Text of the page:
Run a search for “bike” and you should now be able to refine the search results by the product categories:


Adding a Custom Property Search Refiner in SharePoint 2010

In the previous blog post Extending FAST Search Processing Pipeline we created a new custom managed property called Project and extended the FAST Search processing pipeline to populate the property with values. In this article we’ll give users the ability to refine results based on the new property values by adding a new refiner to the search results page in the search center.

First we’ll navigate to the results.aspx page by submitting a search query.

Next we need to Edit the page and bring up the Refinement Panel properties.

The properties we are interested in are the Filter Category Definition and Use Default Configuration. Go ahead and copy the Filter Category Definition property content into your favorite text editor. Insert the following element into the original xml content. Note that the managed property name set in the MappedProperty attribute must be in all lower case letters.

<Category Title="Project" Description="Project number" Type="Microsoft.Office.Server.Search.WebControls.ManagedPropertyFilterGenerator" MetadataThreshold="1" NumberOfFiltersToDisplay="4" MaxNumberOfFilters="20" ShowMoreLink="True" MappedProperty="project" MoreLinkText="show more" LessLinkText="show fewer" ShowCounts="Count" />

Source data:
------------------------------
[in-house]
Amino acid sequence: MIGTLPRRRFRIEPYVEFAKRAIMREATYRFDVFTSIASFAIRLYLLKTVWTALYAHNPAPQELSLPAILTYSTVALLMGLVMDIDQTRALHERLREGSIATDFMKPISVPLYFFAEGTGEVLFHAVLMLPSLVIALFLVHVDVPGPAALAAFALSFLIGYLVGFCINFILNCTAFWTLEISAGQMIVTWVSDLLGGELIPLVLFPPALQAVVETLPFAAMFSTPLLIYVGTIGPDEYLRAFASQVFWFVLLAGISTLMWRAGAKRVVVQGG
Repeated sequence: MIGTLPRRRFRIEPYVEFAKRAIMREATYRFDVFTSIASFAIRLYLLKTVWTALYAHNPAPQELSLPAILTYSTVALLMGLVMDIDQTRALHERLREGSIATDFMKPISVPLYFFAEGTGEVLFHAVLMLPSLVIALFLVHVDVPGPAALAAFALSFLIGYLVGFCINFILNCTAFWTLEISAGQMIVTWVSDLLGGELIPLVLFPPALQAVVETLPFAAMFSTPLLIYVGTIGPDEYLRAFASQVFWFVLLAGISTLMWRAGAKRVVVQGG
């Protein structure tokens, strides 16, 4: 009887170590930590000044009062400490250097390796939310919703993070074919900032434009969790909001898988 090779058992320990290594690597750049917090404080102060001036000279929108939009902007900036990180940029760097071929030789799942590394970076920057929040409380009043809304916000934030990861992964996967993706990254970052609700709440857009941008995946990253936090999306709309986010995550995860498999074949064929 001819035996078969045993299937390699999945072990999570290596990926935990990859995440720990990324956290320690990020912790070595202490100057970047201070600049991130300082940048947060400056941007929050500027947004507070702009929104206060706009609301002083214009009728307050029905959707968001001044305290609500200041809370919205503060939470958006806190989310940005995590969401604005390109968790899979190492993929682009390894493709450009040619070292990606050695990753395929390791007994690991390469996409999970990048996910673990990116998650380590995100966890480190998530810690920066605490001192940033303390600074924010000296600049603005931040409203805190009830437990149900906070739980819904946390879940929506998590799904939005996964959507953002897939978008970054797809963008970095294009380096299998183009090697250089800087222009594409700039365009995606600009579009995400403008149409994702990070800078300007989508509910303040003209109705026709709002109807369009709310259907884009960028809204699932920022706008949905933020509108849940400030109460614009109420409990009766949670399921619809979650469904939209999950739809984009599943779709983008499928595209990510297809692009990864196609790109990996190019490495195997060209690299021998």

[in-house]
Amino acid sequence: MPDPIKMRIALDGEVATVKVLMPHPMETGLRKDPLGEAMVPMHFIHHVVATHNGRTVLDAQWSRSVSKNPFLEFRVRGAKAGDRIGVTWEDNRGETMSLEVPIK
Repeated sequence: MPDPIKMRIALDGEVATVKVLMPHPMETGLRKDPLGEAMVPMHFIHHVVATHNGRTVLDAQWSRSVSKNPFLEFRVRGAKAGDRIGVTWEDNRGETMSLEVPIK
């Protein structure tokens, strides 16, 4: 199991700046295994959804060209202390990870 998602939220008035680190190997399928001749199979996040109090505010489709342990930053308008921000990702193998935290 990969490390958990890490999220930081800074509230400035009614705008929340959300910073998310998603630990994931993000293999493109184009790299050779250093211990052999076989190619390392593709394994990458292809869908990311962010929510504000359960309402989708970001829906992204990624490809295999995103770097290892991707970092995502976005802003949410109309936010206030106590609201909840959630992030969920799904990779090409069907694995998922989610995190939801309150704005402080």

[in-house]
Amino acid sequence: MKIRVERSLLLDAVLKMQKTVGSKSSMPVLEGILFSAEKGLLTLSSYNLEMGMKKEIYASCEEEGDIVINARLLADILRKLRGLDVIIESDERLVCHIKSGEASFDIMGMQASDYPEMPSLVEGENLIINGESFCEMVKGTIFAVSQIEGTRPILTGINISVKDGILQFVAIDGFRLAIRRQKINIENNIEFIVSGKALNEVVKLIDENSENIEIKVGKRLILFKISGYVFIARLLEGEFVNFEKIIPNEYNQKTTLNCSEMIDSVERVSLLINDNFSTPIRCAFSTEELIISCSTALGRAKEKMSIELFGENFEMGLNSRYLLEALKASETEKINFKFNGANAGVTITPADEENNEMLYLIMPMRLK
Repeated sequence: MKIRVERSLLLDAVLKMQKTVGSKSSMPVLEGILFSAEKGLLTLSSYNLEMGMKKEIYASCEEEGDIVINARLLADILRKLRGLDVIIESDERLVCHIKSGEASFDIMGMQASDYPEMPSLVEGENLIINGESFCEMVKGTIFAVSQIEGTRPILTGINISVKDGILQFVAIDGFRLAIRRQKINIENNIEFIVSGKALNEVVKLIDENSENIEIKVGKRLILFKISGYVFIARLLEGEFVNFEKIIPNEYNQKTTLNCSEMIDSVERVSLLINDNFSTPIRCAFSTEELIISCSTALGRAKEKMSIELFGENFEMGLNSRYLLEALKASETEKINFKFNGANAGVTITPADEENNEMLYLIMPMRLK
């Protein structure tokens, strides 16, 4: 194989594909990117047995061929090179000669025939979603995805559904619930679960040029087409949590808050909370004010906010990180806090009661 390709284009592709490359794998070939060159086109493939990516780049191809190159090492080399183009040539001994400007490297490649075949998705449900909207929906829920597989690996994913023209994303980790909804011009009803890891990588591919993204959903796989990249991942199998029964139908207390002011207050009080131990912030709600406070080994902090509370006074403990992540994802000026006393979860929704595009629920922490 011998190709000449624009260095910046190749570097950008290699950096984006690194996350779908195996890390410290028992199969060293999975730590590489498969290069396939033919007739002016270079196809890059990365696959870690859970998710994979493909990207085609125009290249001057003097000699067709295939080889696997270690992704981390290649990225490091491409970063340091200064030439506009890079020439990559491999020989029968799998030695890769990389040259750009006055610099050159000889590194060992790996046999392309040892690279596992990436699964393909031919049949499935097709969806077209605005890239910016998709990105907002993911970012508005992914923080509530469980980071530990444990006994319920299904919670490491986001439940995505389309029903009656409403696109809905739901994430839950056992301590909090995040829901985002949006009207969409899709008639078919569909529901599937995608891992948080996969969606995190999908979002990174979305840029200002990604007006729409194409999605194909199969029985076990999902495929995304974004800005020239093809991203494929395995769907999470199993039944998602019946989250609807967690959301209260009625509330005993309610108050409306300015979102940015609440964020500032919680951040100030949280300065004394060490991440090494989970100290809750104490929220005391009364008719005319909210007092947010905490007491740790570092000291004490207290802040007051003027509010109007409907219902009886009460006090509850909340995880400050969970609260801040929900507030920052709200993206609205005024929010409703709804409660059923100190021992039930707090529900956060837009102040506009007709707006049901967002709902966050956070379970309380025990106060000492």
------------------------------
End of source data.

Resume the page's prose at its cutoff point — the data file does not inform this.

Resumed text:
Then make sure to uncheck the Use Default Configuration checkbox, hit Apply to submit the web part changes and Save the page. You should see similar results as in the screenshot below:

Now the users have the ability to easily refine search results by Project without having to go back and add any additional metadata to existing SharePoint content – the Project property values are generated dynamically based on the location of the document within SharePoint site hierarchy by the custom processing pipeline module implemented in the earlier blog post.